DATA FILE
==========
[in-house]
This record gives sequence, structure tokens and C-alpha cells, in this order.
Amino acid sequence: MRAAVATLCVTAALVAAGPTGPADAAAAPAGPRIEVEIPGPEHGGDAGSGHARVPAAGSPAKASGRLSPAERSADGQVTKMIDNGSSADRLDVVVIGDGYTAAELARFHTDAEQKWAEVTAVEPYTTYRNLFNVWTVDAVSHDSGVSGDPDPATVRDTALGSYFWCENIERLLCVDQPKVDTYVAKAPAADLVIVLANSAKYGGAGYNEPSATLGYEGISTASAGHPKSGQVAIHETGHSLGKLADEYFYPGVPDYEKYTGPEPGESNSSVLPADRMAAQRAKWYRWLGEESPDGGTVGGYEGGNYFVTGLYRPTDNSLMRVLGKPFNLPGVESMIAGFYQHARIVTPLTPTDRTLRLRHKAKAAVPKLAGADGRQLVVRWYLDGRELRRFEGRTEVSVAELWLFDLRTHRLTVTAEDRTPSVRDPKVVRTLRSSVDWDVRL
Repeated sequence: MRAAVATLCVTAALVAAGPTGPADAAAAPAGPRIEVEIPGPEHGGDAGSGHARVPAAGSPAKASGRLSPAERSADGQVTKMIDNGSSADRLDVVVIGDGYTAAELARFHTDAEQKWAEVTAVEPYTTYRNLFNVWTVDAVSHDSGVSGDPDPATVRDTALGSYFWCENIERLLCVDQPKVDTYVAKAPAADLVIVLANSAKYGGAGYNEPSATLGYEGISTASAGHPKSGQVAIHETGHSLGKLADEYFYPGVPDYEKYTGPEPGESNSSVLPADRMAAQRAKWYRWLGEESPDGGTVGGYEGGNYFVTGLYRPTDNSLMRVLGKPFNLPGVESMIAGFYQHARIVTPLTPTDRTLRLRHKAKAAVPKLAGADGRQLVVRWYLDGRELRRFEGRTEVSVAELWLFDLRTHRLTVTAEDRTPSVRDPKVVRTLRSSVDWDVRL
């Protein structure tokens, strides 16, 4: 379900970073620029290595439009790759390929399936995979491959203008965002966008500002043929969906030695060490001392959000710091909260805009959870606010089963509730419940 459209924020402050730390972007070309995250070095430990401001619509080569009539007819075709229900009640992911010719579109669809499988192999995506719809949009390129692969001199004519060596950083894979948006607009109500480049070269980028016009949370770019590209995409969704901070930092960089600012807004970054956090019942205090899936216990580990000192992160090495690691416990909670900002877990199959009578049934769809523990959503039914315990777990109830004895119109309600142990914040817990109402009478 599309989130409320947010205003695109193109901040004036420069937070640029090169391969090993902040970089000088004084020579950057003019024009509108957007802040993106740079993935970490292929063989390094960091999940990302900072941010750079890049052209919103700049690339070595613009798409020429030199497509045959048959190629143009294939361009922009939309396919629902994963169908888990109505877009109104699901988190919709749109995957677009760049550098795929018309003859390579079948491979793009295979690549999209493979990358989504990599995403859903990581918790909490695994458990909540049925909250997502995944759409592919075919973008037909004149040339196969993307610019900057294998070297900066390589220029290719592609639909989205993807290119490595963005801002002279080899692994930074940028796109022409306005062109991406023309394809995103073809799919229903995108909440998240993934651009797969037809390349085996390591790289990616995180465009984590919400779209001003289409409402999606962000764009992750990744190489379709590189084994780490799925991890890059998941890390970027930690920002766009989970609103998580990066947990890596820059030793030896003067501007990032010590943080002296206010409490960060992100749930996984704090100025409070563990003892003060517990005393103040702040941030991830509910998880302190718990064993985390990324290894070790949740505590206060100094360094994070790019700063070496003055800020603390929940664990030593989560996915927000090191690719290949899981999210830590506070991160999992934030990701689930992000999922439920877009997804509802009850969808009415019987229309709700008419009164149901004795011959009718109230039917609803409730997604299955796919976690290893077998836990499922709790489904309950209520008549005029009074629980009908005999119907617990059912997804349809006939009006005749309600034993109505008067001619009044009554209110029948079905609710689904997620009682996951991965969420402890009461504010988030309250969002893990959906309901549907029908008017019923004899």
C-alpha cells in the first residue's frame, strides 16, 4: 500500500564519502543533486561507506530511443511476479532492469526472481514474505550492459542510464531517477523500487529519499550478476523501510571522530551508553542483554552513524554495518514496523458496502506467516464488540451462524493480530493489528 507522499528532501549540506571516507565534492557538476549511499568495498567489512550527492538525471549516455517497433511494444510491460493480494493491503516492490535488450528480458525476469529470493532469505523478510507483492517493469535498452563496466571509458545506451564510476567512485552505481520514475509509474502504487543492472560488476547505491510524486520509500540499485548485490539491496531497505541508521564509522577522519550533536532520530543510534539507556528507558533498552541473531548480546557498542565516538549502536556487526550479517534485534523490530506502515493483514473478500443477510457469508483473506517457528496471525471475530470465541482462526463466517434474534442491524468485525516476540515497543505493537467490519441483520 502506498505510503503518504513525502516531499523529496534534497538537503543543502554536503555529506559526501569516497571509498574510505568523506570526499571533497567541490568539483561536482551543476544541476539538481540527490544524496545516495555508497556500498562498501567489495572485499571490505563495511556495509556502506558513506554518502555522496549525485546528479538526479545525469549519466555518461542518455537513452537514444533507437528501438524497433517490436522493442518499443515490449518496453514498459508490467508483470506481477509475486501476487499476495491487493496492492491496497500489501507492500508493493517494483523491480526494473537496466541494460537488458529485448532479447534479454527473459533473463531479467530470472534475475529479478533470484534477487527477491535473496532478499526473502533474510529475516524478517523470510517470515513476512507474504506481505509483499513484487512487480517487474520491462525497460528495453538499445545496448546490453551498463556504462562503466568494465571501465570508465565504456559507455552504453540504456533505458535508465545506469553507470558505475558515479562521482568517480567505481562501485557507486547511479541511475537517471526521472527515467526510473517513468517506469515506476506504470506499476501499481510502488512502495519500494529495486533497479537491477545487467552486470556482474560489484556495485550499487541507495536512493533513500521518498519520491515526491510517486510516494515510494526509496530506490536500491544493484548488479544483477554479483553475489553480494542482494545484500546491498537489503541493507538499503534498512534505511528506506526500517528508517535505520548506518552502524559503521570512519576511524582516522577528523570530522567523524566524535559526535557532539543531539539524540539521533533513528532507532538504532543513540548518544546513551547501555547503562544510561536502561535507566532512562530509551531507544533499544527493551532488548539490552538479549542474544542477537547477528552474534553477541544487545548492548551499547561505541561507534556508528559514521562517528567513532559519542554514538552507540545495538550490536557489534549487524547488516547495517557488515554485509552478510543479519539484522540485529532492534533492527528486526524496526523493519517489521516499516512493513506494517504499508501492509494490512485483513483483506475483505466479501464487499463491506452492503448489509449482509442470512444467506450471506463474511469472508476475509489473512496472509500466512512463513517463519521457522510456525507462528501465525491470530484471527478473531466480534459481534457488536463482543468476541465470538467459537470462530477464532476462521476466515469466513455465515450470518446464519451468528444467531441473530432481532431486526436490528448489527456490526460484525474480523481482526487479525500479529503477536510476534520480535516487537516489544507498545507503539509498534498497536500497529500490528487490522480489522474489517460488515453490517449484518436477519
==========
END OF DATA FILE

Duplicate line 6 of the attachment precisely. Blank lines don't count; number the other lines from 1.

C-alpha cells in the first residue's frame, strides 16, 4: 500500500564519502543533486561507506530511443511476479532492469526472481514474505550492459542510464531517477523500487529519499550478476523501510571522530551508553542483554552513524554495518514496523458496502506467516464488540451462524493480530493489528 507522499528532501549540506571516507565534492557538476549511499568495498567489512550527492538525471549516455517497433511494444510491460493480494493491503516492490535488450528480458525476469529470493532469505523478510507483492517493469535498452563496466571509458545506451564510476567512485552505481520514475509509474502504487543492472560488476547505491510524486520509500540499485548485490539491496531497505541508521564509522577522519550533536532520530543510534539507556528507558533498552541473531548480546557498542565516538549502536556487526550479517534485534523490530506502515493483514473478500443477510457469508483473506517457528496471525471475530470465541482462526463466517434474534442491524468485525516476540515497543505493537467490519441483520 502506498505510503503518504513525502516531499523529496534534497538537503543543502554536503555529506559526501569516497571509498574510505568523506570526499571533497567541490568539483561536482551543476544541476539538481540527490544524496545516495555508497556500498562498501567489495572485499571490505563495511556495509556502506558513506554518502555522496549525485546528479538526479545525469549519466555518461542518455537513452537514444533507437528501438524497433517490436522493442518499443515490449518496453514498459508490467508483470506481477509475486501476487499476495491487493496492492491496497500489501507492500508493493517494483523491480526494473537496466541494460537488458529485448532479447534479454527473459533473463531479467530470472534475475529479478533470484534477487527477491535473496532478499526473502533474510529475516524478517523470510517470515513476512507474504506481505509483499513484487512487480517487474520491462525497460528495453538499445545496448546490453551498463556504462562503466568494465571501465570508465565504456559507455552504453540504456533505458535508465545506469553507470558505475558515479562521482568517480567505481562501485557507486547511479541511475537517471526521472527515467526510473517513468517506469515506476506504470506499476501499481510502488512502495519500494529495486533497479537491477545487467552486470556482474560489484556495485550499487541507495536512493533513500521518498519520491515526491510517486510516494515510494526509496530506490536500491544493484548488479544483477554479483553475489553480494542482494545484500546491498537489503541493507538499503534498512534505511528506506526500517528508517535505520548506518552502524559503521570512519576511524582516522577528523570530522567523524566524535559526535557532539543531539539524540539521533533513528532507532538504532543513540548518544546513551547501555547503562544510561536502561535507566532512562530509551531507544533499544527493551532488548539490552538479549542474544542477537547477528552474534553477541544487545548492548551499547561505541561507534556508528559514521562517528567513532559519542554514538552507540545495538550490536557489534549487524547488516547495517557488515554485509552478510543479519539484522540485529532492534533492527528486526524496526523493519517489521516499516512493513506494517504499508501492509494490512485483513483483506475483505466479501464487499463491506452492503448489509449482509442470512444467506450471506463474511469472508476475509489473512496472509500466512512463513517463519521457522510456525507462528501465525491470530484471527478473531466480534459481534457488536463482543468476541465470538467459537470462530477464532476462521476466515469466513455465515450470518446464519451468528444467531441473530432481532431486526436490528448489527456490526460484525474480523481482526487479525500479529503477536510476534520480535516487537516489544507498545507503539509498534498497536500497529500490528487490522480489522474489517460488515453490517449484518436477519